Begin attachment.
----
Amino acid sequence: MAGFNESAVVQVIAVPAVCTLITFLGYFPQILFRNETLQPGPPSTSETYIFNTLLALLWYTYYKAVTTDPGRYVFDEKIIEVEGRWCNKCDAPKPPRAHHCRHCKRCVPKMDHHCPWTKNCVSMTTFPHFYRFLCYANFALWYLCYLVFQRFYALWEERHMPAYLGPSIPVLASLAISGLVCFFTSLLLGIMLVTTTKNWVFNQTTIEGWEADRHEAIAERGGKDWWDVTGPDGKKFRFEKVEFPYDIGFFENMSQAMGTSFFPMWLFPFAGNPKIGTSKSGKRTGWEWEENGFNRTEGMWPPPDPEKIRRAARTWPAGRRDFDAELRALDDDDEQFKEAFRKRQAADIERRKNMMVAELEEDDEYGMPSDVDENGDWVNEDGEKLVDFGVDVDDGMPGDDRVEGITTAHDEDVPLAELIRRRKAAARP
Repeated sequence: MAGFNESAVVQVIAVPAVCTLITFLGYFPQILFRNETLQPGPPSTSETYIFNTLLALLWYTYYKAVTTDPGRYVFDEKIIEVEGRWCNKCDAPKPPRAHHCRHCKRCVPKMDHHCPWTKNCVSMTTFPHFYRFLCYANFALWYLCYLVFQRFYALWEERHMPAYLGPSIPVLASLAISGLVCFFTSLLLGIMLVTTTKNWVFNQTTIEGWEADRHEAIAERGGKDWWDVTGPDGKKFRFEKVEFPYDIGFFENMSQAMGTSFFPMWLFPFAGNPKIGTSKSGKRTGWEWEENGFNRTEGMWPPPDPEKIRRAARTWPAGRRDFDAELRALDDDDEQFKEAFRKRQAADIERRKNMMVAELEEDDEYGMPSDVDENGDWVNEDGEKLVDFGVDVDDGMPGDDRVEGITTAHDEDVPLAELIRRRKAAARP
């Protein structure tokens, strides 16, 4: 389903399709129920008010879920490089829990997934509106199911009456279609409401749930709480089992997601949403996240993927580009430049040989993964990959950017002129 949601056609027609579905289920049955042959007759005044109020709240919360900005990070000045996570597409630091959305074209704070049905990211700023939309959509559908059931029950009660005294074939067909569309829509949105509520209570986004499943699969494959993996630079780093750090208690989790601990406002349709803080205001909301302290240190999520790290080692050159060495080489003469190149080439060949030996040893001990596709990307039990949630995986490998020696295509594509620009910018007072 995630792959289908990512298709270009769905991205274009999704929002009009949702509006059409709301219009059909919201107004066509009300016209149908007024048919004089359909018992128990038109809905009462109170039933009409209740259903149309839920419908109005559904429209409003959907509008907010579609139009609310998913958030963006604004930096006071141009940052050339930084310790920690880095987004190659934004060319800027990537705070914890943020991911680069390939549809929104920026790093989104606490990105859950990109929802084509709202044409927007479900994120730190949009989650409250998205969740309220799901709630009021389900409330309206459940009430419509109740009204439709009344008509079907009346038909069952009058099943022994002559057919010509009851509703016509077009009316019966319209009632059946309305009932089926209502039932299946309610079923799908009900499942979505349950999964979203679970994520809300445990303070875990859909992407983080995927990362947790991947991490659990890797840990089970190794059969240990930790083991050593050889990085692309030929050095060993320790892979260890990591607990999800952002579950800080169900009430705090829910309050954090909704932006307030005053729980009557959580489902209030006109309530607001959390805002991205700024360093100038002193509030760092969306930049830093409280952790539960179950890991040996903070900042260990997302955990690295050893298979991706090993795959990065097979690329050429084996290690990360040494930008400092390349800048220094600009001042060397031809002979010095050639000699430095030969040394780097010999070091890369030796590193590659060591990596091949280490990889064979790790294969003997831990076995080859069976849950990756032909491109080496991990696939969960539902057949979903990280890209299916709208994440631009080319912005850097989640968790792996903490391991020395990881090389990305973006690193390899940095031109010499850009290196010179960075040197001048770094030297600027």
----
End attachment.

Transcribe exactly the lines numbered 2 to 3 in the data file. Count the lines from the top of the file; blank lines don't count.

Repeated sequence: MAGFNESAVVQVIAVPAVCTLITFLGYFPQILFRNETLQPGPPSTSETYIFNTLLALLWYTYYKAVTTDPGRYVFDEKIIEVEGRWCNKCDAPKPPRAHHCRHCKRCVPKMDHHCPWTKNCVSMTTFPHFYRFLCYANFALWYLCYLVFQRFYALWEERHMPAYLGPSIPVLASLAISGLVCFFTSLLLGIMLVTTTKNWVFNQTTIEGWEADRHEAIAERGGKDWWDVTGPDGKKFRFEKVEFPYDIGFFENMSQAMGTSFFPMWLFPFAGNPKIGTSKSGKRTGWEWEENGFNRTEGMWPPPDPEKIRRAARTWPAGRRDFDAELRALDDDDEQFKEAFRKRQAADIERRKNMMVAELEEDDEYGMPSDVDENGDWVNEDGEKLVDFGVDVDDGMPGDDRVEGITTAHDEDVPLAELIRRRKAAARP
């Protein structure tokens, strides 16, 4: 389903399709129920008010879920490089829990997934509106199911009456279609409401749930709480089992997601949403996240993927580009430049040989993964990959950017002129 949601056609027609579905289920049955042959007759005044109020709240919360900005990070000045996570597409630091959305074209704070049905990211700023939309959509559908059931029950009660005294074939067909569309829509949105509520209570986004499943699969494959993996630079780093750090208690989790601990406002349709803080205001909301302290240190999520790290080692050159060495080489003469190149080439060949030996040893001990596709990307039990949630995986490998020696295509594509620009910018007072 995630792959289908990512298709270009769905991205274009999704929002009009949702509006059409709301219009059909919201107004066509009300016209149908007024048919004089359909018992128990038109809905009462109170039933009409209740259903149309839920419908109005559904429209409003959907509008907010579609139009609310998913958030963006604004930096006071141009940052050339930084310790920690880095987004190659934004060319800027990537705070914890943020991911680069390939549809929104920026790093989104606490990105859950990109929802084509709202044409927007479900994120730190949009989650409250998205969740309220799901709630009021389900409330309206459940009430419509109740009204439709009344008509079907009346038909069952009058099943022994002559057919010509009851509703016509077009009316019966319209009632059946309305009932089926209502039932299946309610079923799908009900499942979505349950999964979203679970994520809300445990303070875990859909992407983080995927990362947790991947991490659990890797840990089970190794059969240990930790083991050593050889990085692309030929050095060993320790892979260890990591607990999800952002579950800080169900009430705090829910309050954090909704932006307030005053729980009557959580489902209030006109309530607001959390805002991205700024360093100038002193509030760092969306930049830093409280952790539960179950890991040996903070900042260990997302955990690295050893298979991706090993795959990065097979690329050429084996290690990360040494930008400092390349800048220094600009001042060397031809002979010095050639000699430095030969040394780097010999070091890369030796590193590659060591990596091949280490990889064979790790294969003997831990076995080859069976849950990756032909491109080496991990696939969960539902057949979903990280890209299916709208994440631009080319912005850097989640968790792996903490391991020395990881090389990305973006690193390899940095031109010499850009290196010179960075040197001048770094030297600027």